Oh yes, Hons has done it Again!

Musician and Producer Cameron Hons seems to beat his own Personal Best (PB) for previous CD releases! Another Album has been cooked in record time - since the last one! Cameron spoke about the advantages of being a solo performer, and the challenges that come about before, during and after the creation of an Album. AirFM Drive Presenter Darren McErlain reports.

Creating a new Album can sometimes involve teamwork from the other artists. Lyrics can be a joint construction, or a great way to encourage new comical material.

“The other singers often think that the lyrics are again funny and like to include their own silliness in the songs, ” said Cameron.

It has been observed by fans that this Album sounds much heavier when compared to the other compilations, according to Cameron.

Tracks like ‘No Music today’ uses the comical tools of sarcasm to get the audience enticed into the album. The instrumentals present the listener with some music, then says ‘no music today’ sending the track up on itself within the realms of irony. A classic piece of comedy in true Cameron Hons style.

Hons in ‘Down the Street’ lyrics can be interpreted as a true performance poet with an ostinato that brings a surprise around each corner. He presents his observations with a stream of consciousness that introduces moving scenery to the audience. 

He uses personification of objects in the street to bring across his true emotions and expectations of life. Quite often the unexpected things in our journey of life, leap out at us. We are not always prepared for what will happen next….but Cameron softens the crashes of life with a great sense of humour.

“I was not allowed to crank up the heavy knob in the last album. Rules are silly.  So this album people will notice a difference,” he said with excitement.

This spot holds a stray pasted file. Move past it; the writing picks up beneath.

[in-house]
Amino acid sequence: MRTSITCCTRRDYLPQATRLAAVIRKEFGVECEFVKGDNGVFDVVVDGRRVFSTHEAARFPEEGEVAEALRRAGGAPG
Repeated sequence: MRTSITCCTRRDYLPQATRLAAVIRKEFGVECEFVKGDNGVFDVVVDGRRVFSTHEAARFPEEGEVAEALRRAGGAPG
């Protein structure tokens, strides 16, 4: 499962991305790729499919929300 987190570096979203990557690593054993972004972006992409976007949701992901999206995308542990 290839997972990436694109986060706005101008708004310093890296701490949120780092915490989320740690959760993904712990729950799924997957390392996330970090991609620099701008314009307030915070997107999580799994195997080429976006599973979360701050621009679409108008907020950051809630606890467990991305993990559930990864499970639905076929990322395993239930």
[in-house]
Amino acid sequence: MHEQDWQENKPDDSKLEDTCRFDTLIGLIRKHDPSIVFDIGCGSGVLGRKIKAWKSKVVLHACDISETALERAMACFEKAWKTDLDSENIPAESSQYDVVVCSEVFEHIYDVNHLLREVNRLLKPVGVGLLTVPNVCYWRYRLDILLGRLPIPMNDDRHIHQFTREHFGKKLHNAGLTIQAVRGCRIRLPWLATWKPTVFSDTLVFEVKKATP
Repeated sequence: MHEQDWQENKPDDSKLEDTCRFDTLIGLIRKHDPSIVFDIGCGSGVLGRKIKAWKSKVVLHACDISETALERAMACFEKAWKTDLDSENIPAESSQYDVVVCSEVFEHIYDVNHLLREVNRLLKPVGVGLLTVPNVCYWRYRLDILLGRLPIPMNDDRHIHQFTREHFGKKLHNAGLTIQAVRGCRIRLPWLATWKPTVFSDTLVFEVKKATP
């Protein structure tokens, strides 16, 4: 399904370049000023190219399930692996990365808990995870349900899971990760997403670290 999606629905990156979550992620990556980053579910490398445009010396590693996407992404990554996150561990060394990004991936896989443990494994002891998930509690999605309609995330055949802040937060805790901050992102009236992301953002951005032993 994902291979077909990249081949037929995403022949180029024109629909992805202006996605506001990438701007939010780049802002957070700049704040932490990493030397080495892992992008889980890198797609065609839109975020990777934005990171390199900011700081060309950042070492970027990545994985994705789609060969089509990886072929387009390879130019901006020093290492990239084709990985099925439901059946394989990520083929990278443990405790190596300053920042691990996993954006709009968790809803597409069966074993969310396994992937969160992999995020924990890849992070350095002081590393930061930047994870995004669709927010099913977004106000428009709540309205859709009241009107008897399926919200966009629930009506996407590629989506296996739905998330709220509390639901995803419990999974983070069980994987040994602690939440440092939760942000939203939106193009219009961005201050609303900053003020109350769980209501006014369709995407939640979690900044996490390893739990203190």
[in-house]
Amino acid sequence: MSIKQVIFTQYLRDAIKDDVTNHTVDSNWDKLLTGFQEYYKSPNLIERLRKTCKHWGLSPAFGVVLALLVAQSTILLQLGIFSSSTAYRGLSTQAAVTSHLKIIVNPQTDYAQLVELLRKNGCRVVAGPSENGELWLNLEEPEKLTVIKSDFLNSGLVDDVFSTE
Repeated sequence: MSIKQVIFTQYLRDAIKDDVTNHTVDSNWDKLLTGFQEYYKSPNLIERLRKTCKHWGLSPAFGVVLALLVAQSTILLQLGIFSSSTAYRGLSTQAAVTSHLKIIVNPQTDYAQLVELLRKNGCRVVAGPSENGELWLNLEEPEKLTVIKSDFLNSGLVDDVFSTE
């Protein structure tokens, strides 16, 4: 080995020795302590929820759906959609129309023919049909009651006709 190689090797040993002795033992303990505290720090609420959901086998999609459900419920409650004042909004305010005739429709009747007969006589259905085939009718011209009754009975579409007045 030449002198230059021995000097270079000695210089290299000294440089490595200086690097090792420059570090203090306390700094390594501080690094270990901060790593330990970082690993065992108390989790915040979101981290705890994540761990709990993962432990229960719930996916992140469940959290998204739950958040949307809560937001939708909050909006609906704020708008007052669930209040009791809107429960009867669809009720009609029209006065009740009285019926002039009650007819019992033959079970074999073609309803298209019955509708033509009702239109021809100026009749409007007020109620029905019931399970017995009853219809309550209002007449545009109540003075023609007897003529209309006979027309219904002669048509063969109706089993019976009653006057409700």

Originally Cameron was going to have multiple guests coming back but due to busy schedules, however a new course of action was taken.

“I decided to release this album as soon as I finished it rather than sitting around waiting, and Justin Patford is always available to record with me.”

Cameron suggested there are many factors that come into selecting another musician to work with, before an Album is recorded in the studio.

“The last track is a cover of Black Sabbath's Paranoid, and features my friend Justin on Guitars and Vocals and myself on Drums and Bass.”

“If he's nice I'll make a song about how much he is nice, but if he's mean or tight I'll make a song about that. I also look for what good their talents are whether it's choosing the best sound to work with or best music instrument to play,” he said.

Creating many Albums over many years demands inspiration and Hons often does this as a solo write, securing ideas from his surroundings.

Relationships can be an up-and-down experience. Tracks like ‘Thank you for being my expensive friend’ brings it home as he puts a monetary value on friendship. The feelings of working in a band, captures the moment well with events, activities and venues for his friend. He draws out empathy from the audience and this is a real talent by Hons in each Album.